Grown-Ups Need To Remember That Childhood Isn't Easy
Adults like to talk about preparing kids for “the real world.” We’ve grown fond of pejorative terms like “special snowflake” and accuse parents of coddling kids too much. The theory goes something like, “How are kids ever going to learn to handle real challenges if they expect a participation trophy every time they don’t win or if they can’t handle a little schoolyard teasing?”
I understand the desire to prepare our kids for whatever life throws at them, and I believe strongly in helping them develop coping tools and strategies to carry them through challenges. But I think we do kids a disservice by talking about adult life in the “real world” as if it’s immensely harder than childhood. It’s not. In fact, in many ways childhood is harder.
One thing grown-ups tend to forget is that kids are just starting to build their emotional muscles. You know how when you first start exercising, you get winded quickly, you can’t run very far or lift very much, and you spend the next three days sore in places you didn’t know existed in your body? Childhood feels a lot like that. Everything is new — disappointment, discouragement, embarrassment, heartbreak — and children feel those things deeply.
When I think back to my most embarrassing moments, very few images pop up from my adulthood. They’re overwhelmingly from my childhood. I haven’t felt intensely embarrassed since I was quite young because I learned through experience how to avoid embarrassing situations and how to handle them. But those initial childhood experiences are intense.
A lot of childhood is intense. Can you imagine constantly having people tell you what to do all day long, every day? Adults have weightier responsibilities than children, for sure, and lots of them. But we don’t have most of the people older than us bossing us around all the time. We have much more freedom in how we choose to use our time. We have the autonomy to make almost every decision for ourselves. We have to deal with the consequences of our decisions, but those consequences generally don’t include a guarantee of punishment for going outside the lines.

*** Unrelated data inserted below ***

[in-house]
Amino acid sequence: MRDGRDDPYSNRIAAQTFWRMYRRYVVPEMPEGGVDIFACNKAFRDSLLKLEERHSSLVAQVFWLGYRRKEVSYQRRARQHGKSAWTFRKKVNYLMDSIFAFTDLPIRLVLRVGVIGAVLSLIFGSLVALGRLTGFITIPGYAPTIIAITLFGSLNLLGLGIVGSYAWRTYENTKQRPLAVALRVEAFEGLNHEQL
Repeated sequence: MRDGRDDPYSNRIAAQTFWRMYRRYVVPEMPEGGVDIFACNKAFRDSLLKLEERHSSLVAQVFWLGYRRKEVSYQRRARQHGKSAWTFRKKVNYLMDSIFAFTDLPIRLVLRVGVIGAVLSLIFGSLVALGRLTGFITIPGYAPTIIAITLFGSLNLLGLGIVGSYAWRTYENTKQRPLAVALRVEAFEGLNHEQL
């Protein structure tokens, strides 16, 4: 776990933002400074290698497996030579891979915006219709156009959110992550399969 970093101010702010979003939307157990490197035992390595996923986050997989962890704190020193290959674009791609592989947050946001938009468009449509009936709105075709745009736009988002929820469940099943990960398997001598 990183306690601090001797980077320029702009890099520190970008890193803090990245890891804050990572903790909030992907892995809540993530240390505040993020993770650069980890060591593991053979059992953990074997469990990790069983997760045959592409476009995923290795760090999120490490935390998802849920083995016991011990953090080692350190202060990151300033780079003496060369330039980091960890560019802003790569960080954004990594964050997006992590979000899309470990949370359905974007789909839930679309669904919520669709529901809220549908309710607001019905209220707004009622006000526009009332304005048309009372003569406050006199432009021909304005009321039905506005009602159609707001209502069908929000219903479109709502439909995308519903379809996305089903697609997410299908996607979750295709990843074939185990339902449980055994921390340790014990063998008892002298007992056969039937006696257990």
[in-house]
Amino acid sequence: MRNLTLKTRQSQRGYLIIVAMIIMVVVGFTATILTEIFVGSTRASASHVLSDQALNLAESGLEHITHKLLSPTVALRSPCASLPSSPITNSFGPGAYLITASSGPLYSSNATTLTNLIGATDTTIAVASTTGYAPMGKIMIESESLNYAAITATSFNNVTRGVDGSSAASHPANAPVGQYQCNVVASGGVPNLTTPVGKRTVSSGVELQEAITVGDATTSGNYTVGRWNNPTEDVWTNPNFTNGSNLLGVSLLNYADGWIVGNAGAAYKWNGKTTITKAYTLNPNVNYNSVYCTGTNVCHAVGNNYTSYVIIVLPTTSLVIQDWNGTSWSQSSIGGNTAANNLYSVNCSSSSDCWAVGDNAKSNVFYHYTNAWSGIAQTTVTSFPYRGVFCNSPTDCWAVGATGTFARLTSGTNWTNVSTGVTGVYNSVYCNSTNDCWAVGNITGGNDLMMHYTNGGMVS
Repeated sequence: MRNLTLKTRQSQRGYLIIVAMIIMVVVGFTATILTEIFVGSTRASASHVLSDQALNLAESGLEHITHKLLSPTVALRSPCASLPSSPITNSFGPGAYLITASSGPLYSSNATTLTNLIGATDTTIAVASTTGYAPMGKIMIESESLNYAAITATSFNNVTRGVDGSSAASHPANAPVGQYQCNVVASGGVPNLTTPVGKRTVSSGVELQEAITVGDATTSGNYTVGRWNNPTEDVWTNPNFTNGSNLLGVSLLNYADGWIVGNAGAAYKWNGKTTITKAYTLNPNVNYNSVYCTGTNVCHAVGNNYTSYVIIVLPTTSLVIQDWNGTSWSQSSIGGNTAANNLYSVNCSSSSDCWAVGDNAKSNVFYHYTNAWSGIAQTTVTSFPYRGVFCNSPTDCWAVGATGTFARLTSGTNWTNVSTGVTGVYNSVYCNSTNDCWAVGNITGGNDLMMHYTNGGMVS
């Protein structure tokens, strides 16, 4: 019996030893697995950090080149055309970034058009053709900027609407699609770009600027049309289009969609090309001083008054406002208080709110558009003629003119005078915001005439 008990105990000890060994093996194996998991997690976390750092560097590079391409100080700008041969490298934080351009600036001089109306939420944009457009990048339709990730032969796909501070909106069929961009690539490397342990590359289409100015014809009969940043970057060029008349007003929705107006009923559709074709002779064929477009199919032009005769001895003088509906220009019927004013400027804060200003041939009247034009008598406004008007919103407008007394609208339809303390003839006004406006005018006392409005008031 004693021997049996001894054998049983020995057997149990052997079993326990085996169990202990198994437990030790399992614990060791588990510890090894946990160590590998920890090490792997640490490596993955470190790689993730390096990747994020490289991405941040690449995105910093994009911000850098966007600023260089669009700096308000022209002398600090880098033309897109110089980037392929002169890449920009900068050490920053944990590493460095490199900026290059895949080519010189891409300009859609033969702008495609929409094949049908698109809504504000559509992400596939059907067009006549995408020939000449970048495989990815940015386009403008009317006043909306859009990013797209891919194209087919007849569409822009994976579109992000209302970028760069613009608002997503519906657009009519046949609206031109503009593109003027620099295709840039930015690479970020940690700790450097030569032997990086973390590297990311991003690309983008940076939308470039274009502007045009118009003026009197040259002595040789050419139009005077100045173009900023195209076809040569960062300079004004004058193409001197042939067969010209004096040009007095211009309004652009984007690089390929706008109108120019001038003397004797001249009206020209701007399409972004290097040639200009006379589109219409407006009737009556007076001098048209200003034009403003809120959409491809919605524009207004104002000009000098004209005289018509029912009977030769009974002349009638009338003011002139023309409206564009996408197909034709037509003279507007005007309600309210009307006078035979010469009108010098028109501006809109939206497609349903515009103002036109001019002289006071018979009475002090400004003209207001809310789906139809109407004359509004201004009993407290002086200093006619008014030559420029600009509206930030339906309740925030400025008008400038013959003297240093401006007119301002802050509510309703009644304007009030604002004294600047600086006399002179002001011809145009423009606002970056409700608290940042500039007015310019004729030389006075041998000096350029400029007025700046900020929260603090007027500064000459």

Adults also don’t have to put up with bullies to the degree that kids do. If a co-worker called me a foul name, pushed me to the ground, or threatened me in any way, I’d be on the horn to human resources faster than you can say “workplace harassment.”
Children are not only subjected to such abuses, either as victims or witnesses, they are also expected to figure out how to deal with them. Many schools have anti-bullying programs, but at least one study has shown that they aren’t particularly effective. Bullying in schools is a major, widespread problem, and kids often feel helpless to combat it. That is not easy.
Add in the amount of new information kids are assimilating every day, combined with the constant changes their bodies are going through, and it’s pretty clear that childhood isn’t a walk in the park. Their worries might seem trivial or simple compared to ours, but to them they are real and every bit as difficult to process. They experience the same emotions we do, often more intensely and without the life experience and perspective to work through them gracefully. Heck, even we adults don’t always work through our feelings gracefully. Why do we expect kids to do so on any consistent basis?
As parents, it’s our job to prepare our kids for adulthood, but also to help them through the ups and downs of childhood. The first two decades of life are doozies for all of us. Those years are filled with all kinds of new discoveries and joys, but they’re also fraught with challenges. Even healthy kids from loving, stable homes face difficulties — imagine how much harder it is for kids whose parents are going through divorce, or who are struggling with poverty, or who are dealing with mental health issues, or any other major upheaval. Childhood is more complex than we often give it credit for.
We don’t do kids any favors by coddling them, but we also don’t do them any favors by acting as if they’re being wimpy when they’re having a rough time. Children are children, not miniature adults. We need to realize that children are living in their own “real world” and acknowledge that their struggles are every bit as challenging for them as adult problems are for us.
Kids need our support and empathy in addition to our strength. I believe that offering both actually helps them build those tools they’ll need throughout their life. If we belittle their experiences, how will they ever feel capable of coping with “real” challenges? When we acknowledge that their challenges are real, when we validate their feelings, we help them gain the confidence that comes with overcoming them. That is where the real growth takes place.